API Check Basics

This article will cover the creation of an API Check and its purpose within the Uptime ecosystem. An API check will monitor API using multiple HTTP(S) requests in intervals ranging from 5 to 60 minutes. This tutorial assumes you’ve already logged into Uptime.com.

Table of Contents

Adding Your First API Check


To access an API Check, click on Monitoring in the left-hand menu, then Checks, followed by Add New. Select API from the Check Type drop-down menu.

APIs are useful for many Web applications.

REST API is an architectural styling that allows access to server resources. It’s the basis for many applications that exchange data online. REST API principles are helpful when you’re trying to automate data flow, query for resources, or, in our case, verify uptime.

To apply the principles within this tutorial to your server, you would need to write your requests in a language that your server can understand.

The following use case uses httpbin.org to illustrate a basic example with common commands. You may want to review our Field Explanation support article for more detailed definitions of terms you’re likely to encounter.

Please note: API checks do support self-signed certificates.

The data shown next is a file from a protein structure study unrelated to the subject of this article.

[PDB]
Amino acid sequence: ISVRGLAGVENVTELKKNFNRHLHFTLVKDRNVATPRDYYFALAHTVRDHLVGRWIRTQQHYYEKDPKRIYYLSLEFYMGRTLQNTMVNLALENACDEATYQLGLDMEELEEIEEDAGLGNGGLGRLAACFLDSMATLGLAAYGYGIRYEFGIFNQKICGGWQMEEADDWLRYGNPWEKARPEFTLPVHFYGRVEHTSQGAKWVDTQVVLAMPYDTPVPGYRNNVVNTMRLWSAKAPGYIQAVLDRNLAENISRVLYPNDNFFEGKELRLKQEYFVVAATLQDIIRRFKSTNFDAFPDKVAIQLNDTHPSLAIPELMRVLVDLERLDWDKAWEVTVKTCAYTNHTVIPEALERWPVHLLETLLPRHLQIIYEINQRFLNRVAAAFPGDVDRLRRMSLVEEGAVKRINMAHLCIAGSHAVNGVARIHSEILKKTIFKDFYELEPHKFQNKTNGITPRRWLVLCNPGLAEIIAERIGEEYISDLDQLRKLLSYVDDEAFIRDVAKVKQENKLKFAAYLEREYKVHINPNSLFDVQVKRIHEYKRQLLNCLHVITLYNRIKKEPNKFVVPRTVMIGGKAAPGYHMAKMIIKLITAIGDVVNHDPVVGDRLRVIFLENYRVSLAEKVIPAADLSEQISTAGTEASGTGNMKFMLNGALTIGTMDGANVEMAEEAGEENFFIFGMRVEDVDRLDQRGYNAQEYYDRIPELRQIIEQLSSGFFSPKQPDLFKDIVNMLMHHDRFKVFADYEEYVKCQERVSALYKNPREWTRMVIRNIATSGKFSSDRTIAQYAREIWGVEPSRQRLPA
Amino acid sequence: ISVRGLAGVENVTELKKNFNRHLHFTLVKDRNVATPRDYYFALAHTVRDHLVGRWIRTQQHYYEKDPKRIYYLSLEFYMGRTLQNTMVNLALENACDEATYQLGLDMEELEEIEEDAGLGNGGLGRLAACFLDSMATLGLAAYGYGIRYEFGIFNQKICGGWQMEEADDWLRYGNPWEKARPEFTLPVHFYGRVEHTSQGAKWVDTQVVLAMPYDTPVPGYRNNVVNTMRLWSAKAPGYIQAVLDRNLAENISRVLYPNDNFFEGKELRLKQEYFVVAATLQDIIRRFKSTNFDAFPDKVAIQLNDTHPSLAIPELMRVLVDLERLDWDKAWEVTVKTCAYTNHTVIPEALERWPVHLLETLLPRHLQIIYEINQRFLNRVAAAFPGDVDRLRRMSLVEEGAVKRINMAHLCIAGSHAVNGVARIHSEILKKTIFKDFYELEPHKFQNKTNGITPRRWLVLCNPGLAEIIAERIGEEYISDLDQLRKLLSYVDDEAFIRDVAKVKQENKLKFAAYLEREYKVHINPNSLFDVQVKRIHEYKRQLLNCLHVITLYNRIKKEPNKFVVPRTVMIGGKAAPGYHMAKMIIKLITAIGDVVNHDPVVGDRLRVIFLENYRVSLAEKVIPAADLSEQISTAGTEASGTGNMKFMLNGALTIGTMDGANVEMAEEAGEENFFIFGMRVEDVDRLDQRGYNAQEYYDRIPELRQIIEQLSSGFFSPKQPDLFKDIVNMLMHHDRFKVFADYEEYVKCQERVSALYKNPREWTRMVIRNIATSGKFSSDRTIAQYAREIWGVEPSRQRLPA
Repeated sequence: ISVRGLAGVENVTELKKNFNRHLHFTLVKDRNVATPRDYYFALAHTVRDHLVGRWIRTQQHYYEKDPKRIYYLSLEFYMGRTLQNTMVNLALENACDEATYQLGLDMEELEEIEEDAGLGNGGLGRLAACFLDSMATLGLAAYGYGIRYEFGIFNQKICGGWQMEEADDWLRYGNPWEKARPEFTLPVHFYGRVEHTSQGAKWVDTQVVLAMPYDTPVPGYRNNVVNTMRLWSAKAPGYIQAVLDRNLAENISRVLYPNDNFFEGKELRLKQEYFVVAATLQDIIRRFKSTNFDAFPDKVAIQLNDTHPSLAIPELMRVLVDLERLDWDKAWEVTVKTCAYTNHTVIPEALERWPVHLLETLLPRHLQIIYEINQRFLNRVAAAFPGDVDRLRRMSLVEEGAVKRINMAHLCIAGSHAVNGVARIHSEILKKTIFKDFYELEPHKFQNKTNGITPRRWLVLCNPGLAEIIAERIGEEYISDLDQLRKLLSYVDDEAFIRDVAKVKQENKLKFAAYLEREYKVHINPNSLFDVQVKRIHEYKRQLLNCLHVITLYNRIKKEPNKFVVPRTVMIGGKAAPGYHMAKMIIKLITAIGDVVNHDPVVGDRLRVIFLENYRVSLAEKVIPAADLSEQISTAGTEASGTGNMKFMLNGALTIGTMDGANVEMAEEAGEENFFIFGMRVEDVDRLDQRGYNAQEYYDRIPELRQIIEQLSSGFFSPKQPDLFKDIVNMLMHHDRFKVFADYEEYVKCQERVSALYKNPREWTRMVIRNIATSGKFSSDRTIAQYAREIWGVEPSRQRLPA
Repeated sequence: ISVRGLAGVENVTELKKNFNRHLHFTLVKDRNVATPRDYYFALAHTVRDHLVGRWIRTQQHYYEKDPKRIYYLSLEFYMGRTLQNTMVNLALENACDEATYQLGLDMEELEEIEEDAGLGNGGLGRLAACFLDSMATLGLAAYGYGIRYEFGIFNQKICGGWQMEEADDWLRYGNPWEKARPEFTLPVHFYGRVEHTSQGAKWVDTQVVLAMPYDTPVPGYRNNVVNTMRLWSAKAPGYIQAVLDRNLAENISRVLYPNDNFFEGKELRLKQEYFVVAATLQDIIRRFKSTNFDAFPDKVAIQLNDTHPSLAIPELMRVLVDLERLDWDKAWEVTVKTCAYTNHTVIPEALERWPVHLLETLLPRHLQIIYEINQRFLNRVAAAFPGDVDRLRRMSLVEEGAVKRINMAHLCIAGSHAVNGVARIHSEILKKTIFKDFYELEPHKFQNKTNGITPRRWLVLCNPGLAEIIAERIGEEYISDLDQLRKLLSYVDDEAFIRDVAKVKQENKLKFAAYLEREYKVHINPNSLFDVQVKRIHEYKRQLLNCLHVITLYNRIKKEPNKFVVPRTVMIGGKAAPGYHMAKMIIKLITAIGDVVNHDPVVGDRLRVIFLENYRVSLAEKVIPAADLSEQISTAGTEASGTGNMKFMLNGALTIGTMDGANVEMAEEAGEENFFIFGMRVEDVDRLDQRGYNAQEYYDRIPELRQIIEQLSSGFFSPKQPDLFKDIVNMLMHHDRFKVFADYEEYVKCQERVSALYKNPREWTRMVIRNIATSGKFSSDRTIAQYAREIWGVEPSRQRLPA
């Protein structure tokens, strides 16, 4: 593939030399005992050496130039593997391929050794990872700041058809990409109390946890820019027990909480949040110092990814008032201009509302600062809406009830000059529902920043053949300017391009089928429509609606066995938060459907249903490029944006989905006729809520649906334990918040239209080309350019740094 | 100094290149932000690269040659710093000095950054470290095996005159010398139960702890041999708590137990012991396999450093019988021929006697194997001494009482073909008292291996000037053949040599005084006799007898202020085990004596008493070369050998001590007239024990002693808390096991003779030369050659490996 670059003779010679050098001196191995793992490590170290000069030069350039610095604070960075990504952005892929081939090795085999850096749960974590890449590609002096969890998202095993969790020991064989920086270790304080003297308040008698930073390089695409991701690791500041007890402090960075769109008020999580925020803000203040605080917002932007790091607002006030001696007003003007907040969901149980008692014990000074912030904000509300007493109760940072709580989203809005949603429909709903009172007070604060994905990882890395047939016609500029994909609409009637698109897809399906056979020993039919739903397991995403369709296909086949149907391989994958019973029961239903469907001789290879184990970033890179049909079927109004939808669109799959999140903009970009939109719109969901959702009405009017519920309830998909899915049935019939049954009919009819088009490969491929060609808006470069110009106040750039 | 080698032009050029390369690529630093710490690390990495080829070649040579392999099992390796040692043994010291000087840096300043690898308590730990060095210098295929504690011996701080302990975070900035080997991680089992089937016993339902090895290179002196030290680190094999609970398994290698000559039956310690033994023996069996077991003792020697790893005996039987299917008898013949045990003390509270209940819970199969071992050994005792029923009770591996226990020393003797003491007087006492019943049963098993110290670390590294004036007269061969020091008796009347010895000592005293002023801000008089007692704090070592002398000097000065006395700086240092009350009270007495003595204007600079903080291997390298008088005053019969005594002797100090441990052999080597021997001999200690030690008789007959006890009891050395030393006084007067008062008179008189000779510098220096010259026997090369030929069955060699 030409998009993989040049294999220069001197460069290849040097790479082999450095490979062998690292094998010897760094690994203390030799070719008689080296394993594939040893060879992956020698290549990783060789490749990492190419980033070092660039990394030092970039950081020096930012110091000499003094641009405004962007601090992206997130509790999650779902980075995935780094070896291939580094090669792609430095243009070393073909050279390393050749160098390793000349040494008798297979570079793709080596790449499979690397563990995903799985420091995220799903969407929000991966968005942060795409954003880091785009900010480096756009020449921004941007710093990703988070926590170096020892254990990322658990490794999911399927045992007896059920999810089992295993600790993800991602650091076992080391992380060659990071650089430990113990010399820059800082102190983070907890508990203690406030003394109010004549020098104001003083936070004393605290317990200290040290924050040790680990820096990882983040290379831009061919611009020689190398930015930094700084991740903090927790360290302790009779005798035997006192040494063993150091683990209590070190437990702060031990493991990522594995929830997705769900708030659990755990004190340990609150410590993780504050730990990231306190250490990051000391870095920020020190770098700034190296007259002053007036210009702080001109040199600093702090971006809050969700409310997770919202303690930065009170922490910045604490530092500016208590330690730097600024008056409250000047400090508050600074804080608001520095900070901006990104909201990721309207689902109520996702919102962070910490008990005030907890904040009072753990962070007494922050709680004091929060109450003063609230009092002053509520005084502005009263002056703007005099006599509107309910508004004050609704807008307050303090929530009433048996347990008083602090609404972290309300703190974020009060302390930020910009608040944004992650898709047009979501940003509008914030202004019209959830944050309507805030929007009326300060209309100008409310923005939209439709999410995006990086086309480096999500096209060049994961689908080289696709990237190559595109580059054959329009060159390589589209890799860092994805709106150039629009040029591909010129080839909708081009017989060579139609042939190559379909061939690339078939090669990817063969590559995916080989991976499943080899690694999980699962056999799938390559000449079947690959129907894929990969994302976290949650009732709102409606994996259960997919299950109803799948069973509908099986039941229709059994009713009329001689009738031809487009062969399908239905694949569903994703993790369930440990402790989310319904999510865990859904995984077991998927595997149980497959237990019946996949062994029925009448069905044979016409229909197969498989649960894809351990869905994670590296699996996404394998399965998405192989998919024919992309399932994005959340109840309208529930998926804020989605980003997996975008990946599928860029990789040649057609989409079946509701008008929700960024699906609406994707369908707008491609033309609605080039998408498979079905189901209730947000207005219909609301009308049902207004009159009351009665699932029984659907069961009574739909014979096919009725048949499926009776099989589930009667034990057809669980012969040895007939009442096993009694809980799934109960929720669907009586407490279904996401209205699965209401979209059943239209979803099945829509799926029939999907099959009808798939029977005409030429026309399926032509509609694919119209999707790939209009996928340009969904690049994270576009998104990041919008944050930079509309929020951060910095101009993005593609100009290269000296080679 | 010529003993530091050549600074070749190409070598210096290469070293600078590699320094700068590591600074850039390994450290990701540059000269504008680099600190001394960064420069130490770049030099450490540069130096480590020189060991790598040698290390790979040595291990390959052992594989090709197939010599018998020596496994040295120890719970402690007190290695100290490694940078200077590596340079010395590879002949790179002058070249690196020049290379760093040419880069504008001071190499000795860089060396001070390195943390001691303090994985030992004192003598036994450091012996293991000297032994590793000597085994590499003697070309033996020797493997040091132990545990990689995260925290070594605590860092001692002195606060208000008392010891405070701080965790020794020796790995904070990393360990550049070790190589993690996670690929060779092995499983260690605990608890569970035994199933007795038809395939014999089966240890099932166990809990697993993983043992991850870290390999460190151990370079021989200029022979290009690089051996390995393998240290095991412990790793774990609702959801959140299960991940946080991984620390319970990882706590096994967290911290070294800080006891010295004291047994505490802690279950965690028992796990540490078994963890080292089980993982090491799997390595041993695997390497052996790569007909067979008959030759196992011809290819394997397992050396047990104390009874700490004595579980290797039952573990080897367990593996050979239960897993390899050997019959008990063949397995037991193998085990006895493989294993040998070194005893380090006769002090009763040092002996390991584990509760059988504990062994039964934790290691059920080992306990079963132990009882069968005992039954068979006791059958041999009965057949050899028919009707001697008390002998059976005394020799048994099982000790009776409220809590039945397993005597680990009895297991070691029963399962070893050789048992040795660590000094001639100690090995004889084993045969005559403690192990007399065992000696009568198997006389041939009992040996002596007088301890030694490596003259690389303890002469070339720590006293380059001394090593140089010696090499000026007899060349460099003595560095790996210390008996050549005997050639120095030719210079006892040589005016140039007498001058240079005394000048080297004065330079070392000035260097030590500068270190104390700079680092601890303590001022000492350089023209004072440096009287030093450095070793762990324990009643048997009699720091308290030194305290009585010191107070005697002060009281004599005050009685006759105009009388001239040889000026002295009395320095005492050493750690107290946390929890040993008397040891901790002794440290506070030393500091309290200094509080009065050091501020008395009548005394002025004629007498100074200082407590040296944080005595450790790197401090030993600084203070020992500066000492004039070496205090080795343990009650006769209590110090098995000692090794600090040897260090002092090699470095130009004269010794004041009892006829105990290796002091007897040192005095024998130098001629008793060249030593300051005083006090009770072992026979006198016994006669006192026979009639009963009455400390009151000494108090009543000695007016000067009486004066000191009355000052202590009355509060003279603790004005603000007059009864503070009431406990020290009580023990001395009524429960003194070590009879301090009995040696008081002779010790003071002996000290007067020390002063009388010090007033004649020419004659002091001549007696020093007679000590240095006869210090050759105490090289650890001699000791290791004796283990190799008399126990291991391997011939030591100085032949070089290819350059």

Password Masking

Uptime.com includes password masking for passwords used in API checks. Ordinarily, Uptime.com identifies a password field and automatically obscures the text.

In some cases, Uptime.com is not able to detect the field is a password field and will not mask its entries. In these cases, you can use the following example as a guide to create a password element Uptime.com will detect:

Non-detected password element:

div.foo > input[name=testpassword]

Adjust to:

body:not([data-pw]) div.foo > input[name=testpassword]

Access Tokens

Uptime.com API checks can request an access token your server can issue for multiple sessions. Access tokens identify and authorize Uptime.com to fetch or query API resources without the need to authenticate the user and password, which can present a security risk.

To collect the token, create a command for Set Variable Name from Response Body.

Use the following formats to specify a selector:

For JSON responses: JSONPath or dot format, e.g. result.tokens[0].access_token

For XML responses: XPath, e.g. /result/token[1]/@access_token

Access tokens can be used in any subsequent step (in HTTP headers or data) using the validator Selector Value from Response Matches Value. Simply enclose the variable name in dollar signs ($), as in this example:

HTTP Header: Authorization: Bearer $TOKEN$

JSON Data: {"authtoken": "$TOKEN$"}

XML Data: <authtoken>$TOKEN$</authtoken>

Use Case - Query HTTPBin Utilizing REST API


REST API is a method of querying a server for resources, and we can see the status of a query conveyed in HTTP status codes. Uptime.com can use REST API to verify not only that a query was successful, but the data itself using specific values we ask it to retrieve.